July 9, 2011
Danny Ghitis in Poland: Stealing From Auschwitz
Every so often, Auschwitz appears in headlines around the world. Since the symbol is so evocative it ascribes meaning to events that would normally slip under the radar. For the third time this year, thefts became elevated to international news as tourists made away with artifacts from the death camp museum. And rightfully so. In Poland, stealing culturally important items is punishable by ten years in prison. The people caught last week were released with a hefty fine and a suspended sentence.
We know little about the tourists’ motivation for stealing from such a place, but what I find interesting is the psychological impact of an old stolen spoon or a screw. A mundane object is transformed into a symbol of suffering and oppression when it becomes an “Auschwitz spoon.”
Several years ago a controversy arose over a disco built in the town Oswiecim within a mile of the memorial site at a former tannery where prisoners worked. The disco eventually closed, and now an open field remains. Starting last summer, the town has held a “Life Festival” at the soccer stadium adjacent to that field, where thousands of people listen to loud rock music. For some reason, the headlines were quiet. Only a few spoke about the message of peace sung by Reggae star and religious Jew Matisyahu at this year’s concert. Why the discrepancy? It seems news outlets are more concerned with capitalizing on sensational opportunities that evoke pain rather than steps toward reconciliation.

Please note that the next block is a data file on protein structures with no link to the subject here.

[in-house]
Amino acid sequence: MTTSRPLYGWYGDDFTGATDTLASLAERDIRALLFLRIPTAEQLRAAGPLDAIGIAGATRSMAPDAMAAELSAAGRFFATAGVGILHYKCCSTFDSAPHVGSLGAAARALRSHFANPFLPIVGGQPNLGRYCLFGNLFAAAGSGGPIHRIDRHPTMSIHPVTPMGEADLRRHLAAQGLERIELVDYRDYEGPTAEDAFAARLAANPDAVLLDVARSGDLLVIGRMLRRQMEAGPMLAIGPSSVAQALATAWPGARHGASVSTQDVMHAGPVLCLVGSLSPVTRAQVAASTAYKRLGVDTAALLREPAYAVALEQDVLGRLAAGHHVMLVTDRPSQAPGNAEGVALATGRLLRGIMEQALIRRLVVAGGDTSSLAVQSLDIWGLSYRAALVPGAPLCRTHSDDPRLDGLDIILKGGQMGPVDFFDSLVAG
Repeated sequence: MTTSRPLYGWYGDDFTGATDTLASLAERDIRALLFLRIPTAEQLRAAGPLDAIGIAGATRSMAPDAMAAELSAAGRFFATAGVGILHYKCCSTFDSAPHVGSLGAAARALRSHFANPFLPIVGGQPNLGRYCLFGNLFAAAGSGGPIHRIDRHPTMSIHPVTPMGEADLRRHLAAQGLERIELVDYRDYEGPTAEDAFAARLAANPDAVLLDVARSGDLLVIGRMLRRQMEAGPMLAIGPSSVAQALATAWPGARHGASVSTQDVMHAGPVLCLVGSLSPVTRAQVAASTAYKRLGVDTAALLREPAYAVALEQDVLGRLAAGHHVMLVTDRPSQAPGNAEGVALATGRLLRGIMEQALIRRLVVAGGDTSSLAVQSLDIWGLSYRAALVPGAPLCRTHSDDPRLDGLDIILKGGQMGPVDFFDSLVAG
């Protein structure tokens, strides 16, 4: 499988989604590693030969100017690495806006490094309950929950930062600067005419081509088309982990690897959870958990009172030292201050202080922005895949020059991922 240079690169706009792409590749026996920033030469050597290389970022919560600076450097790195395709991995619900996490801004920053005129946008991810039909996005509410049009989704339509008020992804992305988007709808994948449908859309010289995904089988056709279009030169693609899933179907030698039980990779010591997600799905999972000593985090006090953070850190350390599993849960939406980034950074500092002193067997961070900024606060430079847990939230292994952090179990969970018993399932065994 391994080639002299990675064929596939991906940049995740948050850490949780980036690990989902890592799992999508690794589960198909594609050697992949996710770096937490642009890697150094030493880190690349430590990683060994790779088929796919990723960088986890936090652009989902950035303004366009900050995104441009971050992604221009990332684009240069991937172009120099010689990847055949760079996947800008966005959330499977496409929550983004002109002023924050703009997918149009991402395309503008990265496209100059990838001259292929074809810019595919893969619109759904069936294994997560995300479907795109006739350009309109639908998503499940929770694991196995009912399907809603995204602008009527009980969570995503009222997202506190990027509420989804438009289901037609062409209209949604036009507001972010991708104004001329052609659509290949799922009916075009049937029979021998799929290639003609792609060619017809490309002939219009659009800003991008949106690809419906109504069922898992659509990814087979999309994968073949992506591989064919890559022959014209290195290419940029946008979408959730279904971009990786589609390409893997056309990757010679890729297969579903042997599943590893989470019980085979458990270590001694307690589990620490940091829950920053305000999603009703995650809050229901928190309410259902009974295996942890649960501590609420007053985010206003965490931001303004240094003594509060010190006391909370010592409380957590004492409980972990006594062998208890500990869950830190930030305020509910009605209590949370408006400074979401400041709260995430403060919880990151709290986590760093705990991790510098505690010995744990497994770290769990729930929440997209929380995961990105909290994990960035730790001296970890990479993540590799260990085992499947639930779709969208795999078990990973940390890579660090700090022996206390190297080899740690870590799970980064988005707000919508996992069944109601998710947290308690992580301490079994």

Glenn Beck himself will be visiting Auschwitz later this year and broadcasting from Osweicim. I’d rather not speculate on how he will approach the subject, but it’s a juicy move for publicity. The man whose words have been called “bigoted ignorance” by Anti-Defamation League director Abraham Foxman will get plenty of media attention by inserting himself into an Auschwitz conversation.
Firemen convene in a parking lot near Birkenau before a memorial service for thousands of murdered Russian POWs. The service took place as an act of reconciliation after Polish President Lech Kaczynski’s plane crashed on Russian soil.
Citizens of Oswiecim live with an odd duality every day. On the surface the town is a very bland place; almost too bland. But in one lifetime, the arc of history has spanned prewar peaceful coexistence with Jews, the horror of Nazi occupation, the drab Soviet era, on into contemporary democratic Poland. The weight hangs heavy on their collective memory.
PHOTOGRAPHS by DANNY GHITIS
Please see previous post on Ordinary Life In Auschwitz
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